Original discussion here.
Currently, there is a yawning inequality in our electoral system: general electorate seats are constitutionally entrenched, while the Maori seats which guarantee Maori representation are not. This means that they can be abolished or altered with a simple majority vote, rather than the 75% supermajority required for general electorates.
Simple equality suggests we should entrench, if only to prevent political parties whipping up racism over the issue for political gain.
Entrenchment is governed by section 268 (1) of the Electoral Act 1993.
The Maori seats are governed by three parts of the Act:
- Sections 76 - 79, covering the "Maori option". Section 76 says that Maori may enrol on either the general or Maori roll, and that they can choose when they register or from time to time under s77. Section 77 specifies when the option must be held (after each census, unless its an election year, in which case there is a one-year delay) and requires the Registrar of Electors to publish the results. Section 78 deals with the administrivia, while section 79 bars transfers between the rolls except by exercise of the option (this is necessary to keep electorates within quota).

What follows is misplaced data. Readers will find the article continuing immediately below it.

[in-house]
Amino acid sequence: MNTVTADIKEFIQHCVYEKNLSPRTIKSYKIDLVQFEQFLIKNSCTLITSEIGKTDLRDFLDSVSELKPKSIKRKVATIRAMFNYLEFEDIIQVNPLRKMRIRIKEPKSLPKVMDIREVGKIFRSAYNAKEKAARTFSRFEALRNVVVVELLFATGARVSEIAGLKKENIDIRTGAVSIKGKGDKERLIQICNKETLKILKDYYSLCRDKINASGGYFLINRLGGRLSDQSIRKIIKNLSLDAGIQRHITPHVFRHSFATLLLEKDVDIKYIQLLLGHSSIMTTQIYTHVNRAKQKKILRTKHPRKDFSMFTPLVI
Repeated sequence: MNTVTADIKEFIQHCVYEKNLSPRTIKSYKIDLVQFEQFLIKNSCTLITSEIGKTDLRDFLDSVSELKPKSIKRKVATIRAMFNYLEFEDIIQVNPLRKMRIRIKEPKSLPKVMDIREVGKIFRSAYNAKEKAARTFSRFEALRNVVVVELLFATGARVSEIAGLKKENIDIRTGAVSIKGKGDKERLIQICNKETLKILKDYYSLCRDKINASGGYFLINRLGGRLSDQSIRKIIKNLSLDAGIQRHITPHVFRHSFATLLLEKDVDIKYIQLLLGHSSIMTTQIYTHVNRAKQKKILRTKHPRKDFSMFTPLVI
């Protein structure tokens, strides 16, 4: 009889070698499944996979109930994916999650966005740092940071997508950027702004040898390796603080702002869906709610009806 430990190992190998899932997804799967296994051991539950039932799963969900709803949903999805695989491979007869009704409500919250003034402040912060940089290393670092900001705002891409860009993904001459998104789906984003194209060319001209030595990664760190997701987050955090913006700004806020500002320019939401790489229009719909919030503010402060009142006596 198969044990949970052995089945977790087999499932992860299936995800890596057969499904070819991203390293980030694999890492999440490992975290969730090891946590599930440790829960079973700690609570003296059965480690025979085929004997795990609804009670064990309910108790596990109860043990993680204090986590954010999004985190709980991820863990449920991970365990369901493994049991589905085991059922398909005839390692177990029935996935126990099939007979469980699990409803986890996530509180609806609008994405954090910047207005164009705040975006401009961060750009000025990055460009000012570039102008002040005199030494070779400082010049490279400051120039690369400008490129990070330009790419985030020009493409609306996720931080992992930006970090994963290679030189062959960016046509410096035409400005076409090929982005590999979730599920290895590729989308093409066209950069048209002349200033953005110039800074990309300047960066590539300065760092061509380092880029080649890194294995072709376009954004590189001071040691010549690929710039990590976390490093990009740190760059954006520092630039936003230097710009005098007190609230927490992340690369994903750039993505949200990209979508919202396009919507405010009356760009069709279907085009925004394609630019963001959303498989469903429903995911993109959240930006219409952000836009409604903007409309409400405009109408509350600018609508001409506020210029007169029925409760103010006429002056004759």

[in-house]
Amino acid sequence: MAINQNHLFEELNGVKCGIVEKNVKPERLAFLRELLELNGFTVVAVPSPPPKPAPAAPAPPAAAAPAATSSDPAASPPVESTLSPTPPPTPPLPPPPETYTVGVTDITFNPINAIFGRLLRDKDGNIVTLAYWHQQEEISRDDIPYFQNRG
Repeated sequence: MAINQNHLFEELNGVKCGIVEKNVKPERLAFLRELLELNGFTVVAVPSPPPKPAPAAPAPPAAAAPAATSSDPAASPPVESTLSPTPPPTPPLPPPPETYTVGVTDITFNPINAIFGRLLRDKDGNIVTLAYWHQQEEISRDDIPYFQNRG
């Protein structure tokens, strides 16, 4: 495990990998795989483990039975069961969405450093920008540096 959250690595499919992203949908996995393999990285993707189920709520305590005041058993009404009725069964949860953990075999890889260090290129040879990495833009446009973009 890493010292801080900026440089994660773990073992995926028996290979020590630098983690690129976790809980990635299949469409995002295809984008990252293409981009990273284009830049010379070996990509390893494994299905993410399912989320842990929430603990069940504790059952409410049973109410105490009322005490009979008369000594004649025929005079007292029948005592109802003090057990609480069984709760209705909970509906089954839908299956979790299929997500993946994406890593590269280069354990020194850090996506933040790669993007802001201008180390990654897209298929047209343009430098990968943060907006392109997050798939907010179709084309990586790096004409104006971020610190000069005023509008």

- Section 45, which requires the Representation Commission to divide the country into Maori electorates, using the same rules used for general electorates in the North Island (except that unlike general electorates, Maori electorates can span the islands).
- The definition of "Maori electoral population" in section 3 (1).
Entrenchment should parallel the scheme for general seats, which suggests entrenching sections 45, 76 and 77, and the associated definition of Maori electoral population in section 3(1)
- Under Standing order 262, any proposal for entrenchment must be carried in the committee of the whole house by the majority required to amend or repeal it - in this case 75%. This means that entrenchment would require the support of both major parties.
- This move may produce a racist backlash.